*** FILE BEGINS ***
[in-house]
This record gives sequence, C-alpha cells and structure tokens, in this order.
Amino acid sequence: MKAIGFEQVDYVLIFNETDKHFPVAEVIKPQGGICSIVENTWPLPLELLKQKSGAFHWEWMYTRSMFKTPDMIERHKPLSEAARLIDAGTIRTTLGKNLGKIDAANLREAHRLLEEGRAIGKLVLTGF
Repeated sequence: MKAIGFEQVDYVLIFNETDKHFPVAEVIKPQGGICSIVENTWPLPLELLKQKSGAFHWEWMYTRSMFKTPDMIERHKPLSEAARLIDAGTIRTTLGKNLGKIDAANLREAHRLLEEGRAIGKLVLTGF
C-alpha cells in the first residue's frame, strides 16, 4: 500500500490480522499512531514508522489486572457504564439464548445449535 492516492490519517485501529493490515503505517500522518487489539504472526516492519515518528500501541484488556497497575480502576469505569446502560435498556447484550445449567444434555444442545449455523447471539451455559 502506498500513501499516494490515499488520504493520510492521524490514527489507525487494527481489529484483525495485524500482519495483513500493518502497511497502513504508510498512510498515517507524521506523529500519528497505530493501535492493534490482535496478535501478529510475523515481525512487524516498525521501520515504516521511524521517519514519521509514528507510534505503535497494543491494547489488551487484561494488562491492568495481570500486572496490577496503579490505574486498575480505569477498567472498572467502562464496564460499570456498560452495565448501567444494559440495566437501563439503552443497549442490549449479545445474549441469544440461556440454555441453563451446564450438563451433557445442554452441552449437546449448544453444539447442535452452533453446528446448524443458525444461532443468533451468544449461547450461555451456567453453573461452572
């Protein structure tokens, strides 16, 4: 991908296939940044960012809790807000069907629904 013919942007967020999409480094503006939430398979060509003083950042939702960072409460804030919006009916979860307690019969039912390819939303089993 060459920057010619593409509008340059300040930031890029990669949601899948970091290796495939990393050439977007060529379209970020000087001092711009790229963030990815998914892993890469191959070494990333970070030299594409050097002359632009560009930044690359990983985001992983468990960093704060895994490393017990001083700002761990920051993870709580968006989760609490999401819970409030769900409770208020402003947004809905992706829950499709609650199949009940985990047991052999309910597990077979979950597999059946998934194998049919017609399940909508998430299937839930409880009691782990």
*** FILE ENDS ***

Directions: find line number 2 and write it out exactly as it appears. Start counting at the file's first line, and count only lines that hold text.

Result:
This record gives sequence, C-alpha cells and structure tokens, in this order.